Monday, May 12, 2008

The many moods of Jonathan Martin

OK, the two moods of Jonathan Martin--and you get to see both of them in less than twelve hours!

First, he wrote this about Mark Salter's complaints over the Newsweek article around 1 a.m.
I'm guessing Salter took umbrage (with some justification) at this, among other passages: "The Republican Party has been successfully scaring voters since 1968, when Richard Nixon built a Silent Majority out of lower- and middle-class folks frightened or disturbed by hippies and student radicals and blacks rioting in the inner cities."
But that argument is supported by contemporary statements of the Nixonites involved, as documented by very well by Rick Perlstein in Nixonland. For example read this, from an excerpt:
Nixon had tried to talk to the student demonstrators. He concluded he preferred the hard hats. "Thinks now the college demonstrators have overplayed their hands," Haldeman wrote in his diary, "evidence is the blue collar group rising against them, and [president] can mobilize them."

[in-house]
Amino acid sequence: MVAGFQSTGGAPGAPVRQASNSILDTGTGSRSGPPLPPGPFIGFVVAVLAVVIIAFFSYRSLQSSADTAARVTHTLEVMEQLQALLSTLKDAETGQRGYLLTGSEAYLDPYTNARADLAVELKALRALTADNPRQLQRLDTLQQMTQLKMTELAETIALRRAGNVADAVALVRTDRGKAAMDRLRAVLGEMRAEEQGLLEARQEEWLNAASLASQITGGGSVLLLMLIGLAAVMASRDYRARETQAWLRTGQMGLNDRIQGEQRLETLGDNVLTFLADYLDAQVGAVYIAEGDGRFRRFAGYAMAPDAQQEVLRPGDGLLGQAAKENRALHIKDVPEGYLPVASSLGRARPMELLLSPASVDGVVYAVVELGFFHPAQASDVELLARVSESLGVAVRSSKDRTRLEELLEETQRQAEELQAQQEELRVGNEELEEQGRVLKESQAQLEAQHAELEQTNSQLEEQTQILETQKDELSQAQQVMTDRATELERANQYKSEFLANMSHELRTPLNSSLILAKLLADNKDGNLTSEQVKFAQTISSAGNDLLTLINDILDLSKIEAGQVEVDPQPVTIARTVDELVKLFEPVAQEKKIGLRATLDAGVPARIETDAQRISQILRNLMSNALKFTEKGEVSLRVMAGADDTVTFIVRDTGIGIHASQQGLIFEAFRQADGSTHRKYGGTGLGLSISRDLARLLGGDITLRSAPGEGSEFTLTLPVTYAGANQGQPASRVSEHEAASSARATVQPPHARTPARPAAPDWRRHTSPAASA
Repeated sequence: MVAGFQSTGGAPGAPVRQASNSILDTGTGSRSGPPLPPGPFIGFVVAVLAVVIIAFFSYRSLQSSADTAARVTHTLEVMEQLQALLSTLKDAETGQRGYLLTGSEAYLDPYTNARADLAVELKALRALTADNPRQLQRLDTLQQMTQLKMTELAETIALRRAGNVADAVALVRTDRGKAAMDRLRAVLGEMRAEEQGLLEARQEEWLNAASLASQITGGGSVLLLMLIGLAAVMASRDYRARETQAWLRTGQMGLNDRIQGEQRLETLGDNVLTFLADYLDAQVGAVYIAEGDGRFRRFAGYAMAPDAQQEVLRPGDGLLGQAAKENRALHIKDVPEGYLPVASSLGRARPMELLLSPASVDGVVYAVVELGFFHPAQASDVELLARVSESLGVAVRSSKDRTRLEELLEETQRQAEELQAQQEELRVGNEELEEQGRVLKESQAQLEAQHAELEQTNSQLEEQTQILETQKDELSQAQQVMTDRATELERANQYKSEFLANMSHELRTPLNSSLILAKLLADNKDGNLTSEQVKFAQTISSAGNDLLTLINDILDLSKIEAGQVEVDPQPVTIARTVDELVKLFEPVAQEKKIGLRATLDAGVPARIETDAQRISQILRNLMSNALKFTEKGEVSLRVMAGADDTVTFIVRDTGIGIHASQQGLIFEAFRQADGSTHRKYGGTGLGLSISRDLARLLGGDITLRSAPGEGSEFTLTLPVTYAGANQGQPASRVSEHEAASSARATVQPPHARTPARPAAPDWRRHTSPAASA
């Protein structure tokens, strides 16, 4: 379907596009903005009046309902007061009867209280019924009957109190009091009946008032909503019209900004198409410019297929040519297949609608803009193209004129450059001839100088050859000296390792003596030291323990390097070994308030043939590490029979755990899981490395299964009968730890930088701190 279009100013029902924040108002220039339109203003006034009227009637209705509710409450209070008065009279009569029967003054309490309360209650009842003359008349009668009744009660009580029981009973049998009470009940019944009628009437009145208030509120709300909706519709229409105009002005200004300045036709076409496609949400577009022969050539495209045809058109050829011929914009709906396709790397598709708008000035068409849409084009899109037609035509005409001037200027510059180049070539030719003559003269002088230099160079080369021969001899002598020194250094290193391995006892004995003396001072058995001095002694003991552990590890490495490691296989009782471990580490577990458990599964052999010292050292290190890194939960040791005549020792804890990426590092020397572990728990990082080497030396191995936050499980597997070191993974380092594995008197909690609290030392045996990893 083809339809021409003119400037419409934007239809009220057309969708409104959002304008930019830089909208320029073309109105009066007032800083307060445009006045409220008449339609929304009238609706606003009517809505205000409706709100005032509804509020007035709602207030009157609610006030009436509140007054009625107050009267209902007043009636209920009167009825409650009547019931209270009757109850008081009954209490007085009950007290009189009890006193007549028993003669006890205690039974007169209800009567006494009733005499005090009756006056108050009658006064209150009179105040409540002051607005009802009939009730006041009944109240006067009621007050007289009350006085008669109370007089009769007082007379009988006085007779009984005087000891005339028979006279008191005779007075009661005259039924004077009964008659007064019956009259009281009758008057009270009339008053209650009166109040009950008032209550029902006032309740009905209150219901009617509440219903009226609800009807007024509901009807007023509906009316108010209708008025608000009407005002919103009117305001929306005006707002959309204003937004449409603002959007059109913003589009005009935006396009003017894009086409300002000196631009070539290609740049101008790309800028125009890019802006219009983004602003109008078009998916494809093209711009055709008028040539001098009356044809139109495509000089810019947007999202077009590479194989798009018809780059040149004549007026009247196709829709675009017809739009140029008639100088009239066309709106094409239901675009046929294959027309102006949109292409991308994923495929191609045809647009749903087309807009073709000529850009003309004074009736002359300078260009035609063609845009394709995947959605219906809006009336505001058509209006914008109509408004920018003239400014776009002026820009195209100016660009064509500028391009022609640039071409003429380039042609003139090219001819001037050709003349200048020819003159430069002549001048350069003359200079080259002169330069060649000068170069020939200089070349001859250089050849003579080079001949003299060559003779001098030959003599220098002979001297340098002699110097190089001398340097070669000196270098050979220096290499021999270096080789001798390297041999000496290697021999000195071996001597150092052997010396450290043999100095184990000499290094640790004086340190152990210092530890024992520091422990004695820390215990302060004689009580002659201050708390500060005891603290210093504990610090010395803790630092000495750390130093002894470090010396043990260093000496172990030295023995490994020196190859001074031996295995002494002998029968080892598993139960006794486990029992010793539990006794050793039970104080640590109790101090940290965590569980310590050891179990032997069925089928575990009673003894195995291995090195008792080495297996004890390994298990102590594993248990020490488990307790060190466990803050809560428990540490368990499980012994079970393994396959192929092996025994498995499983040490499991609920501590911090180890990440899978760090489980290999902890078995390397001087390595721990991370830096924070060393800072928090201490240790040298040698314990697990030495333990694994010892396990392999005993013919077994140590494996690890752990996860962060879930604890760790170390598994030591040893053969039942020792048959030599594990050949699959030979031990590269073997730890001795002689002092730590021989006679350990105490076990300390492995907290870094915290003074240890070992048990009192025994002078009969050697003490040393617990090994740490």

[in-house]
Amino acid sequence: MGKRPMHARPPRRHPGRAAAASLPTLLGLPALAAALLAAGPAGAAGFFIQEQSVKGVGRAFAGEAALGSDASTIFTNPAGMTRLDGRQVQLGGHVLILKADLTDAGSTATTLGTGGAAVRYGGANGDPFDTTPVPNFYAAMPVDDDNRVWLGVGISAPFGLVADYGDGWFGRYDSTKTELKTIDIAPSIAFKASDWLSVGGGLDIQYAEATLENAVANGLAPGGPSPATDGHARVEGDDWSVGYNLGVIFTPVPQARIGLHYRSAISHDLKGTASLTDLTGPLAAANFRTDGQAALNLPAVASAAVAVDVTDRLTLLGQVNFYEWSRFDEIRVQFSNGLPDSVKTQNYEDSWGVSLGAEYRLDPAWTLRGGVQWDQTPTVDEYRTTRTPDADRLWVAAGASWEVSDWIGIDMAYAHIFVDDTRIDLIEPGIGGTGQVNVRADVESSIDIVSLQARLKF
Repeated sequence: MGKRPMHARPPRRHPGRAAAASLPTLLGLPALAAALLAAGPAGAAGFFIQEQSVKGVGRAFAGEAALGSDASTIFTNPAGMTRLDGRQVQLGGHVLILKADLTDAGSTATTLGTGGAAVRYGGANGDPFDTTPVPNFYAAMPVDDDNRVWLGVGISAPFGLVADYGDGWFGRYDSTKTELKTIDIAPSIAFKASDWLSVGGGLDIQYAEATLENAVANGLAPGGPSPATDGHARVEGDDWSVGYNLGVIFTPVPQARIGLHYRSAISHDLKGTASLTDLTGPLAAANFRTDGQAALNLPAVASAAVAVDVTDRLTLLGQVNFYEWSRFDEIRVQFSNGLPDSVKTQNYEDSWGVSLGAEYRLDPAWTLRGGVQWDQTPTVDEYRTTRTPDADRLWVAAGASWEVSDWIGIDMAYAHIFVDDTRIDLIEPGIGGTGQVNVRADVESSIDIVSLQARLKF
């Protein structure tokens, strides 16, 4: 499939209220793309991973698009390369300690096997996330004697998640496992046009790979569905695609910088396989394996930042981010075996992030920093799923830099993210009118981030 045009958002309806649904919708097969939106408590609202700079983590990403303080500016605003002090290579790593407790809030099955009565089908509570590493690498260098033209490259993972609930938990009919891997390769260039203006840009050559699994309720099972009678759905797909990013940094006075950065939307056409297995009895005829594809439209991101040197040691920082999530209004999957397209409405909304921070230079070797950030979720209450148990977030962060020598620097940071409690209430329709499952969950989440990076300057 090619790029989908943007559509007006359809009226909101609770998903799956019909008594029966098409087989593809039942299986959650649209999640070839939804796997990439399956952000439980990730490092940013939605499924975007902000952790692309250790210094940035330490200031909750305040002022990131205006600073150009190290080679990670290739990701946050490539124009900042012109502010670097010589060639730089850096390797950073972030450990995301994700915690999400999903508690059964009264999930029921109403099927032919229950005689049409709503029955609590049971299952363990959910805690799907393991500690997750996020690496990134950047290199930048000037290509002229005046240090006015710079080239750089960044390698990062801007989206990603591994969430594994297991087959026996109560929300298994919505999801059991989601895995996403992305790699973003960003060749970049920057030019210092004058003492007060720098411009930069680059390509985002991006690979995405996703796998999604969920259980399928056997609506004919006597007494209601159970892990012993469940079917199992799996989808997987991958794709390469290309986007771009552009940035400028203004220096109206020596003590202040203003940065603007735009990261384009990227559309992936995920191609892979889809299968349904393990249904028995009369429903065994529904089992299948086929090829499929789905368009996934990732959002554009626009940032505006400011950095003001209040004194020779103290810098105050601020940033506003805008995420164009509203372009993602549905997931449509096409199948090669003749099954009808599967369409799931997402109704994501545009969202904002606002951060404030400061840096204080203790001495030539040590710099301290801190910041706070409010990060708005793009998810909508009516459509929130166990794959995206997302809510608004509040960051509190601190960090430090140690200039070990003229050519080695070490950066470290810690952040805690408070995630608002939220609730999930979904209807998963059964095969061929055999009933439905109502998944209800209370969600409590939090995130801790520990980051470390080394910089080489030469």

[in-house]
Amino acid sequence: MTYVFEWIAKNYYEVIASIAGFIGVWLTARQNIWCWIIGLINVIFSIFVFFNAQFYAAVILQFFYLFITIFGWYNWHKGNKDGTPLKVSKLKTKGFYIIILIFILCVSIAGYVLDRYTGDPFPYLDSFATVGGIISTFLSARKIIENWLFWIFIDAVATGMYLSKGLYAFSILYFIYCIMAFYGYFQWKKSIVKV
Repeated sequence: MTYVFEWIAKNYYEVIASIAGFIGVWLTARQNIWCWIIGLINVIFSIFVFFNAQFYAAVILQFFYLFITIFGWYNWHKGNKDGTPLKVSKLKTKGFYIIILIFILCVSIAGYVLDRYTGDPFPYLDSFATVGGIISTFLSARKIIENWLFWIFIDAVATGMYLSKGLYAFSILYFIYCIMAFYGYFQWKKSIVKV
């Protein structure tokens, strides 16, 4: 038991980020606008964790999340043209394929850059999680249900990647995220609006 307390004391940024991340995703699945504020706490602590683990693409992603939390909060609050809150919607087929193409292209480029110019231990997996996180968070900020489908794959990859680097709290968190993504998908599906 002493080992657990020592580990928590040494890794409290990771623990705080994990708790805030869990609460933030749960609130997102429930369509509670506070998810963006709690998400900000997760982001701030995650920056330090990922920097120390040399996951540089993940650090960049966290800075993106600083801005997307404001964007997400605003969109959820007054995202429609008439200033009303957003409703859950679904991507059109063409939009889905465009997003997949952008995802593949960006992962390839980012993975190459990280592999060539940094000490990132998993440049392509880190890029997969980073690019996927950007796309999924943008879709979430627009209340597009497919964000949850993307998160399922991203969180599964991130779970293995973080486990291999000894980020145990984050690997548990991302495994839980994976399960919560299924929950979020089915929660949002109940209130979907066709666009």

Add to that Ken Mehlman's 2005 apology for the "Southern Strategy" and you've got the whole rebuttal wrapped up in a neat little ball, all with evidence from Republicans.

But what cracks me up is that eleven hours later, Jonathan Martin wrote this about Barack Obama's statement that "One of the saddest episodes in our history was the degree to which returning vets from Vietnam were shunned."
This is language that will bring a smile to the face of the Jim Webb's of the world -- it accepts and confronts head-on one of the central reasons why ancestral Democrats in traditional parts of the country like West Virginia have moved away from the party. It's not the perception that the they were weak on national security -- though that was and is and important element -- but the lingering view that Democrats, by virtue of the actions of some in the anti-war movement, resented the grunt himself for doing his duty. Conservatives know this well, which is why they seized on Bill Clinton for his 60s-era statement that some in the country had come to "loathe the military' and hung John Kerry's "Genghis Khan" testimony about alleged Vietnam atrocities by U.S. troops around his neck.
In other words, Jonathan Martin thinks it's justifiable for Republicans to be pissed that someone would suggest they've been using a fear of radicals against Democrats since Nixon was in office, but then suggests that Republicans have been using a fear of radicals against Democrats since Nixon was in office.

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